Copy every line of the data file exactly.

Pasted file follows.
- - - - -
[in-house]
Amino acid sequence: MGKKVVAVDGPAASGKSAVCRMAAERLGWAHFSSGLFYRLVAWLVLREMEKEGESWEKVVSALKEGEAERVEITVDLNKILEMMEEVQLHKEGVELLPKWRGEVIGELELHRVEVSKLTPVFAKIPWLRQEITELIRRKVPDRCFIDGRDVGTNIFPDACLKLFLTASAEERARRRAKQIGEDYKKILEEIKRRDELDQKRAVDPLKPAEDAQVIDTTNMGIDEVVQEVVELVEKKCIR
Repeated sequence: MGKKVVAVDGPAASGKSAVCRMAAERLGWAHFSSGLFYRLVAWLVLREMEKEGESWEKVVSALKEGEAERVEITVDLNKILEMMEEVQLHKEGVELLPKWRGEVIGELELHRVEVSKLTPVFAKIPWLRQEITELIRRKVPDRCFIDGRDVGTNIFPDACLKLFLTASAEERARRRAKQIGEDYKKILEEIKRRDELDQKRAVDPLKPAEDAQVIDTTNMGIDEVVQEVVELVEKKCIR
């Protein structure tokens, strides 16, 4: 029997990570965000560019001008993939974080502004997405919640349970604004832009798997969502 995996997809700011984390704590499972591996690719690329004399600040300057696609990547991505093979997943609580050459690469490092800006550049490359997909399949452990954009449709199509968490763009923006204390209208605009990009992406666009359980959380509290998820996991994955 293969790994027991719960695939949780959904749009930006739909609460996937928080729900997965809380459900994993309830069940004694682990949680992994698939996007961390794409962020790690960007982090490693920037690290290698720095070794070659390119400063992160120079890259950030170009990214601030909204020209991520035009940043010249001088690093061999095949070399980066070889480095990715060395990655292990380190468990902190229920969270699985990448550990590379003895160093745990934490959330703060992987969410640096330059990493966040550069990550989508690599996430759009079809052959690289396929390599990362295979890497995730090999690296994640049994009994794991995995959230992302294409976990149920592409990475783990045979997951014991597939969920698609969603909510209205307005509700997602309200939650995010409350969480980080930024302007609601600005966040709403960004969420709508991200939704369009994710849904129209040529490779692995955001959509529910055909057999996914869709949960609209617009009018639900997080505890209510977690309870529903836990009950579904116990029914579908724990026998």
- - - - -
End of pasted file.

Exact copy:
[in-house]
Amino acid sequence: MGKKVVAVDGPAASGKSAVCRMAAERLGWAHFSSGLFYRLVAWLVLREMEKEGESWEKVVSALKEGEAERVEITVDLNKILEMMEEVQLHKEGVELLPKWRGEVIGELELHRVEVSKLTPVFAKIPWLRQEITELIRRKVPDRCFIDGRDVGTNIFPDACLKLFLTASAEERARRRAKQIGEDYKKILEEIKRRDELDQKRAVDPLKPAEDAQVIDTTNMGIDEVVQEVVELVEKKCIR
Repeated sequence: MGKKVVAVDGPAASGKSAVCRMAAERLGWAHFSSGLFYRLVAWLVLREMEKEGESWEKVVSALKEGEAERVEITVDLNKILEMMEEVQLHKEGVELLPKWRGEVIGELELHRVEVSKLTPVFAKIPWLRQEITELIRRKVPDRCFIDGRDVGTNIFPDACLKLFLTASAEERARRRAKQIGEDYKKILEEIKRRDELDQKRAVDPLKPAEDAQVIDTTNMGIDEVVQEVVELVEKKCIR
């Protein structure tokens, strides 16, 4: 029997990570965000560019001008993939974080502004997405919640349970604004832009798997969502 995996997809700011984390704590499972591996690719690329004399600040300057696609990547991505093979997943609580050459690469490092800006550049490359997909399949452990954009449709199509968490763009923006204390209208605009990009992406666009359980959380509290998820996991994955 293969790994027991719960695939949780959904749009930006739909609460996937928080729900997965809380459900994993309830069940004694682990949680992994698939996007961390794409962020790690960007982090490693920037690290290698720095070794070659390119400063992160120079890259950030170009990214601030909204020209991520035009940043010249001088690093061999095949070399980066070889480095990715060395990655292990380190468990902190229920969270699985990448550990590379003895160093745990934490959330703060992987969410640096330059990493966040550069990550989508690599996430759009079809052959690289396929390599990362295979890497995730090999690296994640049994009994794991995995959230992302294409976990149920592409990475783990045979997951014991597939969920698609969603909510209205307005509700997602309200939650995010409350969480980080930024302007609601600005966040709403960004969420709508991200939704369009994710849904129209040529490779692995955001959509529910055909057999996914869709949960609209617009009018639900997080505890209510977690309870529903836990009950579904116990029914579908724990026998």